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From: "Jonathan Laidlow" <LAIDLOJM@hhs.bham.ac.uk>
Subject: (urth) thoughts on Nigel price's response
Date: Thu, 29 Apr 1999 16:36:41 GMT

Haven't time to give your comments the thought they deserve just yet, 
but I do need to clarify my own (and I know I'm right, so there!)

My post was an attempt at a general rebuff to those (like Borski) who 
try to produce a 'classic realist' interpretation of the Urth cycle 
where everything coheres and we get a clear picture of everything as 
if it were a 19th century realist novel. Classic realism is a rather 
outdated critical concept from the 70s which attempted a rather 
misguided critique of 19th century novels and attempted to refine the 
broad idea of 'realism'. Briefly put, Classic realism is texts which 
attempt in some way to 'capture' the 'essence' of reality in some 
way, to present an illusion to the reader. Yet texts such as these 
always in some way undermine themselves. Good example I used in my 
finals paper - Elizabeth Gaskell's 'Mary Barton' shows at great 
length the suffering of the industrial poor, yet in a crucial scene 
where the workers meet the industrialists, the omniscient narrator 
comments that if only each side could understand the other's position 
a little, then all could be resolved. They cannot, and tragedy 
ensues. Gaskell contradicts herself in that despite showing the 
suffering, she cannot identify the cause of the suffering in any real 
terms. Of course this is based on a materialist/Marxist reading, and 
falls down when you consider the market for the book, and the reading 
audience were all middle class- you don't alienate your readers if 
you can help it....

Anyway - I object to a 'realist' reading of Wolfe that attempts to 
decide what kind of android Jonas was, whether the navigator was 
Kennedy, or whether we can easily locate the position of Christianity 
in Urth's past. Not because this may not be possible, but that it 
misses the point. Wolfe surely was not trying to perpetrate 19th 
century 'illusionism' - to make us enter Sev's world and 'experience 
it'. The text demands an extra layer of reading beyond the realist 
level, into the figurative.

Of course Urth has continuity with Earth, but on a fictional level. 
Let us not make the mistake of viewing this as a viable potential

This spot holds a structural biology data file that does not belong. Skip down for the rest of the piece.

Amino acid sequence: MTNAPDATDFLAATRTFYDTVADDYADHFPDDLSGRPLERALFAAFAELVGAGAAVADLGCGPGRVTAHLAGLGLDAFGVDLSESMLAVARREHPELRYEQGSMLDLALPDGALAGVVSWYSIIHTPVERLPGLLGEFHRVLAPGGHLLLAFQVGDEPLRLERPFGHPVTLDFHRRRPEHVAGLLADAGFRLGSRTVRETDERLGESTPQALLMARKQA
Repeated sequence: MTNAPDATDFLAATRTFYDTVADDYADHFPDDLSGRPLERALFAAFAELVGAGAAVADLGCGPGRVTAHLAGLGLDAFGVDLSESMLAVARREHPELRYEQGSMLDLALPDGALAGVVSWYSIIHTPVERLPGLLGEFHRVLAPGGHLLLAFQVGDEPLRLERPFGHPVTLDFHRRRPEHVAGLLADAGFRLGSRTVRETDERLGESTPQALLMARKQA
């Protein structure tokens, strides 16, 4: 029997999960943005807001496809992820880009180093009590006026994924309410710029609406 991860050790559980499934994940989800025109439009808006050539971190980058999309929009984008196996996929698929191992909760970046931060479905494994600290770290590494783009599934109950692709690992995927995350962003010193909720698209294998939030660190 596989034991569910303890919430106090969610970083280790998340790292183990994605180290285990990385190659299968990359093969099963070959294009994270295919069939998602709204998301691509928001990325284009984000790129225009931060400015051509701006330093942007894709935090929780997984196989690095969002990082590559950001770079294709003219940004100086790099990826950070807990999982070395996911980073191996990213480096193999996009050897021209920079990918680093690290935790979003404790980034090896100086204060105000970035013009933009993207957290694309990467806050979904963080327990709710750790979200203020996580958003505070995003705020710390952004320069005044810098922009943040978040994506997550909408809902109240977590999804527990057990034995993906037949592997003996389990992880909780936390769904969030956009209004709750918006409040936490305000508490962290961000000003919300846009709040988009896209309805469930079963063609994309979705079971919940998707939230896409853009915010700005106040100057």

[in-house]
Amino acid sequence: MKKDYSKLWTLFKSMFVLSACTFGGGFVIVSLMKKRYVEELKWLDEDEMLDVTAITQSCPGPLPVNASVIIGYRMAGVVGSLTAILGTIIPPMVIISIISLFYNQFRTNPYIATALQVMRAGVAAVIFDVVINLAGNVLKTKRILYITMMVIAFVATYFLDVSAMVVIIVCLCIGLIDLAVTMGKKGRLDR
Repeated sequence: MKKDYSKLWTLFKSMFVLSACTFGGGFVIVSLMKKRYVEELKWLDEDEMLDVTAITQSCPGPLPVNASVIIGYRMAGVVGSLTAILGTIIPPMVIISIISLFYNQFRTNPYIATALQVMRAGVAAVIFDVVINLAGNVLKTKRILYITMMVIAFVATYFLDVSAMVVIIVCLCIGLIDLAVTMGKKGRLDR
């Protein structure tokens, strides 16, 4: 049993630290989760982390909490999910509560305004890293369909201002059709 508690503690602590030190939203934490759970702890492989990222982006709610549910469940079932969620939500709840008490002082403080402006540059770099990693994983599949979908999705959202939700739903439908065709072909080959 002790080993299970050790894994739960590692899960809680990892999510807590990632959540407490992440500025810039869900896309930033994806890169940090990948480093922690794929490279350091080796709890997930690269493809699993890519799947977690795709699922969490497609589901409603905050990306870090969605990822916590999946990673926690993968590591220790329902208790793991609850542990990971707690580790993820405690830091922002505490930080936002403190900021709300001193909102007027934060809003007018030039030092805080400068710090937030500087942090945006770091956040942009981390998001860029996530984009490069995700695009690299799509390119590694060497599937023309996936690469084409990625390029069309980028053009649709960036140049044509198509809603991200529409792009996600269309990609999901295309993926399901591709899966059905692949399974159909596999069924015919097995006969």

future. Of course Urth has a degree of 'realism'. When Clute calls 
Wofle a 'modernist' we must remember that they were dismissing the 
old school of realist and 19th century novel (however misguided that 
may be) and attempting to forge a better kind of realism. Joyce's 
'Ulysses' is an attempt to truely capture just one day in Dublin, 
through a literary style that does not rely on attempting to  
present the illusion of reality, but by reminding us of it. The true 
connection between Earth and Urth is in its stories - the story of 
the silver knight on the moon - the story of a saviour - 
Frankenstein. Remember that Wolfe doesn't just use stories, he uses 
genres of stories - like the fantastic Dickens stuff in the beginning 
of 'Shadow'.

Of course Christianity figures in the texts - but whether it lies in 
Urth's past or future (remember- Wolfe is translating these texts - 
where did he get them?) does not matter to me. I like your reverse 
typology idea - its a fantastic way of describing Wolfe's use of 
Christian theology. I look forward to forcing you to elaborate. 

So can fictional worlds not show us valid, important, and 'real' 
moral choices? Of course they can. I never said that they couldn't. 
What I object to is the attempt to apply a false version of 'realism' 
to Wolfe. What critical purpose is achieved by deciding the class of 
mechanical being Jonas is? Isn't it enough that he is one?? 

I think what it comes down to is a way of reading that recognises the 
fictional nature of these texts - we are constantly reminded after 
all that much of the text is about story-telling - but still 
acknowledges their power and the importance of what they are saying. 
Of course there should be internal consistency (the fact that there 
isn't always is a further reminder of the metafictional nature of the 
texts) but the way that the whole Urth cycle works is that is not 
'realistic' in that Urth could be recreated from these novels, but 
the stories told map onto stories that we already know, and present 
an interesting reconfiguration.

And I still couldn't recognise Severian if I met him on the street.

Thats it - I have to leave work right now and go home

I'm sending this to Nigel and cross-posting to URTH - look forward to 
you all joining in....


Visit Ultan's Library - A Gene Wolfe web resource
Jonathan Laidlow
University of Birmingham, UK

*More Wolfe info & archive of this list at http://www.urth.net/urth/

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